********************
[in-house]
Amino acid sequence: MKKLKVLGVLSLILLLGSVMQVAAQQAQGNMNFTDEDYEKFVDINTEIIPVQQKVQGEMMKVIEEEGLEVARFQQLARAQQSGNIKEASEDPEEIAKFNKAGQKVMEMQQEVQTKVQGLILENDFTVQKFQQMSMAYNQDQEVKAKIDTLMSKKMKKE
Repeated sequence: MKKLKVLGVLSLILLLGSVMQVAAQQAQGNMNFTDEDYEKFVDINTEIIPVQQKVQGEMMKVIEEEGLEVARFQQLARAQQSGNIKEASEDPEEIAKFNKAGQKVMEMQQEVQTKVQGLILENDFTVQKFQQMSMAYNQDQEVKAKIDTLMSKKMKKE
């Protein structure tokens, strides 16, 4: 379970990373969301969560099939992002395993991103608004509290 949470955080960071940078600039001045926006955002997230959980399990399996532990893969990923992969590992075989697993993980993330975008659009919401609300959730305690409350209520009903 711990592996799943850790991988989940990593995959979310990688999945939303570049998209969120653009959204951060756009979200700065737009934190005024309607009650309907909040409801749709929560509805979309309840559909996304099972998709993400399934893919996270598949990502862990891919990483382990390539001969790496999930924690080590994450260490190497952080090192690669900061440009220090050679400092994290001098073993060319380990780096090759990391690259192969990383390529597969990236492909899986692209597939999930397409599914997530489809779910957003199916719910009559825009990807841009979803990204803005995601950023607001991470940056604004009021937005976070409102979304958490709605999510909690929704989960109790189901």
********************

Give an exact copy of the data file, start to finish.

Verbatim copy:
[in-house]
Amino acid sequence: MKKLKVLGVLSLILLLGSVMQVAAQQAQGNMNFTDEDYEKFVDINTEIIPVQQKVQGEMMKVIEEEGLEVARFQQLARAQQSGNIKEASEDPEEIAKFNKAGQKVMEMQQEVQTKVQGLILENDFTVQKFQQMSMAYNQDQEVKAKIDTLMSKKMKKE
Repeated sequence: MKKLKVLGVLSLILLLGSVMQVAAQQAQGNMNFTDEDYEKFVDINTEIIPVQQKVQGEMMKVIEEEGLEVARFQQLARAQQSGNIKEASEDPEEIAKFNKAGQKVMEMQQEVQTKVQGLILENDFTVQKFQQMSMAYNQDQEVKAKIDTLMSKKMKKE
């Protein structure tokens, strides 16, 4: 379970990373969301969560099939992002395993991103608004509290 949470955080960071940078600039001045926006955002997230959980399990399996532990893969990923992969590992075989697993993980993330975008659009919401609300959730305690409350209520009903 711990592996799943850790991988989940990593995959979310990688999945939303570049998209969120653009959204951060756009979200700065737009934190005024309607009650309907909040409801749709929560509805979309309840559909996304099972998709993400399934893919996270598949990502862990891919990483382990390539001969790496999930924690080590994450260490190497952080090192690669900061440009220090050679400092994290001098073993060319380990780096090759990391690259192969990383390529597969990236492909899986692209597939999930397409599914997530489809779910957003199916719910009559825009990807841009979803990204803005995601950023607001991470940056604004009021937005976070409102979304958490709605999510909690929704989960109790189901």